Jack Pearadin and Doug Nelsen found a 1.73-carat diamond after nearly a year of searching the park's field.
Quote of the Week:
"We disagreed now and then, but when I wrote for the Court and received a Scalia dissent, the opinion ultimately released was notably better than my initial circulation. Justice Scalia nailed all the weak spots — the 'applesauce' and 'argle bargle' — and gave me just what I needed to strengthen the majority opinion. ... It was my great good fortune to have known him as working colleague and treasured friend."
—U.S. Supreme Court Justice Ruth Bader Ginsburg on the death of Justice Antonin Scalia over the weekend. Though Scalia, 79, was a towering figure in the American conservative movement, he and the staunchly liberal Ginsburg always remained "best buddies," in her words. The empty seat on the court now sets up a huge partisan battle, with Senate Republicans insisting they will block any nominee from President Obama regardless of qualification.
Mike Maggio, the former Conway circuit judge who pleaded guilty a year ago to federal bribery charges, is now trying to withdraw his guilty plea — just two weeks before he was scheduled to be sentenced. Maggio has a new attorney, who argued that the judge had received bad advice from his previous counsel in accepting the negotiated plea. The backstory: According to federal prosecutors, Maggio accepted sizable campaign contributions from an individual — assumed to be nursing home owner Michael Morton — around the same time a suit against one of Morton's facilities was in Maggio's court. In that case, Maggio reduced by 80 percent the financial compensation a jury had awarded to the family of a woman who died in a Morton-owned nursing home because of neglect. But no one else involved in the affair has been charged, and presumably Maggio has been cooperating with the government's investigation in exchange for leniency. Now he's trying to walk back his admission of guilt.
Justice in the barrel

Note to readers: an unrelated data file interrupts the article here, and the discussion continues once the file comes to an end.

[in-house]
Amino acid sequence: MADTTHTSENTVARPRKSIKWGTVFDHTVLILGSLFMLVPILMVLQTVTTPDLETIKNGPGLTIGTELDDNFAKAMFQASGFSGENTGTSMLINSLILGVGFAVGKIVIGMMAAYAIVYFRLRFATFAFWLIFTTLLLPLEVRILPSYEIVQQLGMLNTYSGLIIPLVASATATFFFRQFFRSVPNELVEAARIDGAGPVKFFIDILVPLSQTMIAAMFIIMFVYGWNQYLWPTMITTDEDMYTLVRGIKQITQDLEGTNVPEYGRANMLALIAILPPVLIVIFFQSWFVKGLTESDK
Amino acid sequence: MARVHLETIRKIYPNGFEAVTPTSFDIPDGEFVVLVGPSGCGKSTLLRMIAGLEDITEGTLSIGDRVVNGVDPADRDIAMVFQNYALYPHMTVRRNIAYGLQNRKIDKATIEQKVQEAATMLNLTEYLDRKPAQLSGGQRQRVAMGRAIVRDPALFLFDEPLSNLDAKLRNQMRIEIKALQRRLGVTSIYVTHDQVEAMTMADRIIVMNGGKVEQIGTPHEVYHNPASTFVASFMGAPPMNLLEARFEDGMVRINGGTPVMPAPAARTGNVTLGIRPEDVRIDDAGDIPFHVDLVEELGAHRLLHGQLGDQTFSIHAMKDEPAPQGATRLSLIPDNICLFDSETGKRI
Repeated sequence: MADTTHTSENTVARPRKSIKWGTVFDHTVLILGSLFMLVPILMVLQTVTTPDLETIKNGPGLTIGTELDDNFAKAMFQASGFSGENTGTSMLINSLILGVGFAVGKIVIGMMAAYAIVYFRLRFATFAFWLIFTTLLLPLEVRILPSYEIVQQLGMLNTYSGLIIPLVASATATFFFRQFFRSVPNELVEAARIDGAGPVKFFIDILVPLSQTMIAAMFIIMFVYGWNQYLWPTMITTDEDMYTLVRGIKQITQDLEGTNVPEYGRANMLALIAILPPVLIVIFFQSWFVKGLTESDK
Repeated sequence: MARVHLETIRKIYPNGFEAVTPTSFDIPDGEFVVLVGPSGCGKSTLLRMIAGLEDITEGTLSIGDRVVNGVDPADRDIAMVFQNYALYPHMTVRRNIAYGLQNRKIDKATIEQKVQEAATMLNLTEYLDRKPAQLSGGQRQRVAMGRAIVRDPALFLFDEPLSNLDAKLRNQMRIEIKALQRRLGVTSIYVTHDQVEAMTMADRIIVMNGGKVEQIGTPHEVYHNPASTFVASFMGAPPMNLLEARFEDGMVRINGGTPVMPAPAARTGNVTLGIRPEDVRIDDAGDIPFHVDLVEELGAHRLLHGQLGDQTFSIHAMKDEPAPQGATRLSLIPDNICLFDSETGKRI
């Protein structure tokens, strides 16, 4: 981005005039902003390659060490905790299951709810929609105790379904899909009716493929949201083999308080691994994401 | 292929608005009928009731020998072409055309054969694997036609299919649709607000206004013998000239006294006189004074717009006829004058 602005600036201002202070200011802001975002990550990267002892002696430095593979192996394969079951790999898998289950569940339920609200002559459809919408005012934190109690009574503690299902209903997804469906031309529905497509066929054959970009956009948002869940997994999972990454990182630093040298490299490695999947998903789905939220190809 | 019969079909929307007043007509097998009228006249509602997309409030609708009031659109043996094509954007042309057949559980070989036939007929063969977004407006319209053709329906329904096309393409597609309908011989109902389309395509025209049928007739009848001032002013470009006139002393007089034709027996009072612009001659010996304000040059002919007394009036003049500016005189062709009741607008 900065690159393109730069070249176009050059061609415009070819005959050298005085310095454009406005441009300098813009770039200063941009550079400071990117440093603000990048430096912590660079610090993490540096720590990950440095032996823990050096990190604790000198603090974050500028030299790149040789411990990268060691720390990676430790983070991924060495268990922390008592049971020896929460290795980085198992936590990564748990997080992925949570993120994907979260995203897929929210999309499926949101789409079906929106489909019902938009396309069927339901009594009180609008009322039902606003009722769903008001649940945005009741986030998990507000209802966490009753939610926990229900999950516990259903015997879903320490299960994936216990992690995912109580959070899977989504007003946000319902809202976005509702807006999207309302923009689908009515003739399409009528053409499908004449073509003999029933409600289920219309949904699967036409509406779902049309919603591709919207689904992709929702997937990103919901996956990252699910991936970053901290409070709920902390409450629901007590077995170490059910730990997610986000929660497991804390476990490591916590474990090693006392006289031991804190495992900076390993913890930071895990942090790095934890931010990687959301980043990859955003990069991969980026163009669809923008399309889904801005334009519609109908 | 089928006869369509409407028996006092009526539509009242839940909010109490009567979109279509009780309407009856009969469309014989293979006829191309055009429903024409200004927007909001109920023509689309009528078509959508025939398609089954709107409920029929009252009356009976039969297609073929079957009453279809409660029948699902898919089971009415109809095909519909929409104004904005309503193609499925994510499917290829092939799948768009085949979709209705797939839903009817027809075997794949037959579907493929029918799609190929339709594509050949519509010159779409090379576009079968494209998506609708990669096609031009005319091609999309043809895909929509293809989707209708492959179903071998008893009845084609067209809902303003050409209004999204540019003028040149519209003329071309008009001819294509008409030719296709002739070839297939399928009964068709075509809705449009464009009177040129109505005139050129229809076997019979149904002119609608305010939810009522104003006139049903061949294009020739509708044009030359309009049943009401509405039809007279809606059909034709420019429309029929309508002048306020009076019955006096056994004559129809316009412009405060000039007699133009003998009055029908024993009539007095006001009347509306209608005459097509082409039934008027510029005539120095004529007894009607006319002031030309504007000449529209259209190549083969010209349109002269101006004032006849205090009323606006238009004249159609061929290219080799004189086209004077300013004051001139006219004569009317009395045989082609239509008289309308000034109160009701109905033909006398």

The Maggio tale is one argument against electing judges; another is the current race for chief justice of the Arkansas Supreme Court, which has been marred by unsavory maneuvers on both sides. The latest contemptible development is Associate Justice Courtney Goodson's endorsement by the National Rifle Association, which she is proudly touting in her campaign ads. Yes, the NRA regularly endorses legislative candidates — but judges are another story. The website of the NRA's own Political Victory Fund states that it's "rare" for the group to endorse anyone in a state judicial race. Why are they lending their support in this one? Nobody knows. When asked for comment, an NRA spokesperson only said, "Our endorsement is based on her strong support of the Second Amendment."
A win for the arts
On Feb. 9, Little Rock voters approved a bond issue to make improvements to the Arkansas Arts Center, the MacArthur Museum of Military History and MacArthur Park, funded by a 2-cent increase to the hotel tax. (The tax itself had already been approved by the City Board of Directors, but voters needed to approve the commitment of the project.) The vote was 4 to 1 in favor of the measure, but with a big caveat: Turnout in the special election was only around 6.6 percent, with fewer than 8,000 voters citywide casting a ballot.
Police were called to the Mitchell Williams law firm the morning of Feb. 9 after an argument between state Treasurer Dennis Milligan and Little Rock lawyer Luther Sutter turned (mildly) violent. Milligan was to be deposed in a lawsuit filed by a former staffer (who is suing the treasurer for defamation), but became upset when Sutter used the word "shit" in the presence of Milligan's wife, Tina. Milligan told the lawyer not to use such language with his wife present, the two men approached each other, and Sutter shoved Milligan in the chest. (Sutter claims he was afraid Milligan was about to attack him.) The next day, the treasurer appeared at the Pulaski County prosecutor's office to file criminal assault charges against Sutter, his right arm in a sling.
Charges filed in Naramore case
Last week, Hot Springs Judge Wade Naramore was charged with negligent homicide in the July 2015 death of his 16-month-old son, Thomas. The child died after being left in a hot car for several hours. Scott Ellington, the special prosecutor assigned to the case, said Naramore surrendered himself that same day at the Garland County Detention Center, where he was booked and released on a $5,000 bond.